You and your employees may feel anxious about returning to work after COVID-19. Your HR team can facilitate the transition by making certain changes to your workplace, company policies, and how you manage employee contact. Adhering to these seven tips will help you keep your workplace in-line with updated hygiene rules.
Health and safety should be your primary focus. You should have the workplace deep cleaned with high-grade germ-killing solutions. Common areas and individual workspaces should be sanitized each night after employees have left and multiple times during the day.
Your HR and management teams should explain to staff the importance of handwashing, sneezing into your elbow, and other good hygiene practices and they should lead by example. Provide employees with information about COVID-19 symptoms and tell them not to come into work if they feel ill. You can also make it easier for employees to follow hygiene practices by providing them with:
Hand soap and sanitizer
You will need to assess and adapt your company’s policies to fit best practices for the coronavirus pandemic. One of the most important things to update is your sick leave policy and review your health benefits. This should include provisions such as whether employees are allowed extra time off if they test positive for COVID-19, and if you are allowing time off for employees who are caring for a family member who is infected. You can find out more information from the Families First Coronavirus Response Act.
You should also change company policy about staff meetings. Because of the risk of coronavirus transmission, you should avoid having too many people too close together. Practicing social distancing will not only keep employees safe, it will also reduce their anxiety. Instruct your employers to only fill conference rooms to half capacity or to conduct meetings online. If you have room, change the layout of your workspace to allow employees more space. Encourage employees who can work from home to do so.
The stress of COVID-19 and the challenge of social distancing can be detrimental to employees’ mental health. You can help reduce feelings of isolation by launching social media groups and organizing online chats through Zoom or Facetime.
It is essential that, at this time, you set up a solid internal communications system. This will allow you to let all your employees know about when you are returning to work, how the return will proceed, your new policies, and any training that you are implementing. It will also provide a forum for employees to ask questions as they return to work.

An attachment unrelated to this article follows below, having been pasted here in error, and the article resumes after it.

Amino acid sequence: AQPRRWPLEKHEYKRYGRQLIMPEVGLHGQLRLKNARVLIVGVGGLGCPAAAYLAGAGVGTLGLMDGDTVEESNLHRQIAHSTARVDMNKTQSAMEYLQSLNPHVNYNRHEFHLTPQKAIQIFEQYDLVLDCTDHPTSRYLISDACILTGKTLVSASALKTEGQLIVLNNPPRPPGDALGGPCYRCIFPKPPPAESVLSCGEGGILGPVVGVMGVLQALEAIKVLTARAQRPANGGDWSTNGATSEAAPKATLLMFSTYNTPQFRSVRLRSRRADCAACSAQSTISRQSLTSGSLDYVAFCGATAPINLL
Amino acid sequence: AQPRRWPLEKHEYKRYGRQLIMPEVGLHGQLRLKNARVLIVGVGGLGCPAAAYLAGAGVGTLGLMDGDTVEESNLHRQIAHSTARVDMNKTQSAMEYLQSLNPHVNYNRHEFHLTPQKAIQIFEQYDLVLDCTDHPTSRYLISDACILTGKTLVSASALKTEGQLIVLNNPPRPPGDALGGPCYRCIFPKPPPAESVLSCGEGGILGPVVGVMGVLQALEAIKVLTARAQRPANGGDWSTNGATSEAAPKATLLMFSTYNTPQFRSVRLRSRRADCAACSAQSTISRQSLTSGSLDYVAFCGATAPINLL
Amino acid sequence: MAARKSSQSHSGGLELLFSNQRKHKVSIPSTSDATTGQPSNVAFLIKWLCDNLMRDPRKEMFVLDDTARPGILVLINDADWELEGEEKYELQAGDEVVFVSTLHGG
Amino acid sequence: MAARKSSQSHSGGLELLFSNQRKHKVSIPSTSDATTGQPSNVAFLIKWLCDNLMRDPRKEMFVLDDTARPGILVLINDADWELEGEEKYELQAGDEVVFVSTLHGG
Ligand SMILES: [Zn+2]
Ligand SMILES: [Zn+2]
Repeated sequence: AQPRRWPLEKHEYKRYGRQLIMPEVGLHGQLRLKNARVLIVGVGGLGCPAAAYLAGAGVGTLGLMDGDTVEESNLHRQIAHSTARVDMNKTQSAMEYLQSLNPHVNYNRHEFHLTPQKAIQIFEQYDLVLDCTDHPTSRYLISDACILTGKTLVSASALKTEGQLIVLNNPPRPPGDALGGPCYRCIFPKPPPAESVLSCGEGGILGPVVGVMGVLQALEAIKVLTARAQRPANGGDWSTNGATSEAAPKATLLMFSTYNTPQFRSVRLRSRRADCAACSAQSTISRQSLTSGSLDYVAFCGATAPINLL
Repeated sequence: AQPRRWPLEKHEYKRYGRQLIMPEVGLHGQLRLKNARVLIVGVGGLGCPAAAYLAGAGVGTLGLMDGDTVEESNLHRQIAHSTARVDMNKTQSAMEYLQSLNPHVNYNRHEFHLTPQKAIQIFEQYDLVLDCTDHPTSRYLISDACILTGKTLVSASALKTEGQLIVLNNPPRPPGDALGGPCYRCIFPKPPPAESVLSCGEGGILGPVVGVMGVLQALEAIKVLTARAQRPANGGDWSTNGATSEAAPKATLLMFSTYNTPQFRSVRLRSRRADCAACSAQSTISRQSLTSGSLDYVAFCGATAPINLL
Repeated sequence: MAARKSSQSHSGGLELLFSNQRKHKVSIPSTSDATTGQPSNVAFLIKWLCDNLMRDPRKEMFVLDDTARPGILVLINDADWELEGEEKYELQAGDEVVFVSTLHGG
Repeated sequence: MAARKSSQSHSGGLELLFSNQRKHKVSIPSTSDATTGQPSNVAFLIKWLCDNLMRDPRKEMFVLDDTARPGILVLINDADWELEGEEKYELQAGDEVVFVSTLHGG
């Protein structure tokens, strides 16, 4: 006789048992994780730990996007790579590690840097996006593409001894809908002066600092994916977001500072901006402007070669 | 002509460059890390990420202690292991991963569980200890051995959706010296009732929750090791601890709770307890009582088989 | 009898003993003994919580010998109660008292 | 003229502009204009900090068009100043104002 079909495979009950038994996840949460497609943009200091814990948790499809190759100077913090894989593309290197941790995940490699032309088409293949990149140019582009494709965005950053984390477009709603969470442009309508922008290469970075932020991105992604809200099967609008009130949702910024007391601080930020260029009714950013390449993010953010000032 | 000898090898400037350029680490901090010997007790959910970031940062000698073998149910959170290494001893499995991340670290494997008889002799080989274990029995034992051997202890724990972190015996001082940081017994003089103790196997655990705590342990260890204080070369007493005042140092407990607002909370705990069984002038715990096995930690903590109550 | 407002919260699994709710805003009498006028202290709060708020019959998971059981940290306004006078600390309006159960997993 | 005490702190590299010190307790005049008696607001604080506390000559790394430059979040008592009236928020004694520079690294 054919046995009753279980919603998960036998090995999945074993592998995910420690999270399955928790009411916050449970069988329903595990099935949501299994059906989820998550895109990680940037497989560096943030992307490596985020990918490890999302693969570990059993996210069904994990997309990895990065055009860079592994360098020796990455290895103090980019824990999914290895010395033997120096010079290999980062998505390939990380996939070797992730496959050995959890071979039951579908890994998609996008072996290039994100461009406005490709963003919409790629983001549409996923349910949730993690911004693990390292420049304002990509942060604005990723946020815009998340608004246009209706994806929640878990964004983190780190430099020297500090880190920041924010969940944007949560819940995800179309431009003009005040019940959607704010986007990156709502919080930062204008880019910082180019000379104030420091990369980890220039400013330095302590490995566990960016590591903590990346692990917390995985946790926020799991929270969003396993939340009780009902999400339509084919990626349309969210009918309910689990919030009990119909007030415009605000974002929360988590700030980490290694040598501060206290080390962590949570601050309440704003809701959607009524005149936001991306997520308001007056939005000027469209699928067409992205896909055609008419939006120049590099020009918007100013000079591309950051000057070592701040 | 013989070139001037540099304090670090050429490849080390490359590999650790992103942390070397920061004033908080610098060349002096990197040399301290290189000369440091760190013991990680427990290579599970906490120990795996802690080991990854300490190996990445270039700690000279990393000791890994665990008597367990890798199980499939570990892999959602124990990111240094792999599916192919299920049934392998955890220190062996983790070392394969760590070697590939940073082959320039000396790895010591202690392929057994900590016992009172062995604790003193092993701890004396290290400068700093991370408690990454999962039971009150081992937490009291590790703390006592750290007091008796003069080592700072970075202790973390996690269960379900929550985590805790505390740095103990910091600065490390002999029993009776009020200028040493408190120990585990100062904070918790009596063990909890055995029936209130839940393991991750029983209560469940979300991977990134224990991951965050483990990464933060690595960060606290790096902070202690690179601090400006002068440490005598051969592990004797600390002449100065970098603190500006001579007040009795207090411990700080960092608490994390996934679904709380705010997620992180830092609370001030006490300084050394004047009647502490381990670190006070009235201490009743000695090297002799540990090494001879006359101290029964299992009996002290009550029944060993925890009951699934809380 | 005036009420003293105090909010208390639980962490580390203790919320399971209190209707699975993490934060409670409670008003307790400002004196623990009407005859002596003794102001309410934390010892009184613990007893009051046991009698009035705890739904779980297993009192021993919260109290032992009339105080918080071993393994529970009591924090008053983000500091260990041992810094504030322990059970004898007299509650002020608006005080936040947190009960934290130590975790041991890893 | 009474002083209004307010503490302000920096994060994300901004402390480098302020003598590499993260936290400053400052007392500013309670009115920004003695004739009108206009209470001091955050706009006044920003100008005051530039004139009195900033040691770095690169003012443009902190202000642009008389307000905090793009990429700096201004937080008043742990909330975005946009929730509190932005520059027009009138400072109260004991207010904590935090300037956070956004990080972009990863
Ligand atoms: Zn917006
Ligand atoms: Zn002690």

It is a good idea to implement measures to screen returning employees as well as visitors, vendors, and customers. During the COVID-19 pandemic, employers are permitted to ask certain questions related to a person’s health that would normally not be allowed under the Americans with Disabilities Act (ADA). These include:
Making temperature checks
Asking screening questions about symptoms
Asking about exposure to COVID-19
Requiring a medical examination
Requiring a doctor’s note confirming fitness to return to work
A hybrid work model means allowing employees whose presence is not essential in the workplace to work from home if they want to. Remote work can have a positive impact on your employees because it makes them feel safe and comfortable, and it can also boost their productivity. Some of your employees may want to come back to work while others may choose to work from home for medical or other reasons. Maintaining flexibility can keep all employees happy.
COVID-19 has changed the way people think about all aspects of their lives. As the country beings to return to normal, keeping your employees informed and safe will reduce their anxiety about coronavirus and increase their loyalty to your company. Getting advice from a professional insurance broker can help you improve your employee benefits program during these post-coronavirus times.